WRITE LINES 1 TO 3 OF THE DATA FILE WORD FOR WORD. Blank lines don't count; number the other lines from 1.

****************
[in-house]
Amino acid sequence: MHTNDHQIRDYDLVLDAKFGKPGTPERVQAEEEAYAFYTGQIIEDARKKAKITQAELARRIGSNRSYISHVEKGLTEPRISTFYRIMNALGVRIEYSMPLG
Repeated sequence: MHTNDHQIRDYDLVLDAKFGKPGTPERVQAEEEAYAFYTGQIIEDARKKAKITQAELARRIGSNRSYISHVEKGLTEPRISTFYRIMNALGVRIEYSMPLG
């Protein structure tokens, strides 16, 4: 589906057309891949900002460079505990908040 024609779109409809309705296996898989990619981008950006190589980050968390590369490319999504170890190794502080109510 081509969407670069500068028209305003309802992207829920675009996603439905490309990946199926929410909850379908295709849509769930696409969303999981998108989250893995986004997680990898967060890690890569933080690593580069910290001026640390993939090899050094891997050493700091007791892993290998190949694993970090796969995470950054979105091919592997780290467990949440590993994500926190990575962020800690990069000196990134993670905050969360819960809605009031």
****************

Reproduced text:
[in-house]
Amino acid sequence: MHTNDHQIRDYDLVLDAKFGKPGTPERVQAEEEAYAFYTGQIIEDARKKAKITQAELARRIGSNRSYISHVEKGLTEPRISTFYRIMNALGVRIEYSMPLG
Repeated sequence: MHTNDHQIRDYDLVLDAKFGKPGTPERVQAEEEAYAFYTGQIIEDARKKAKITQAELARRIGSNRSYISHVEKGLTEPRISTFYRIMNALGVRIEYSMPLG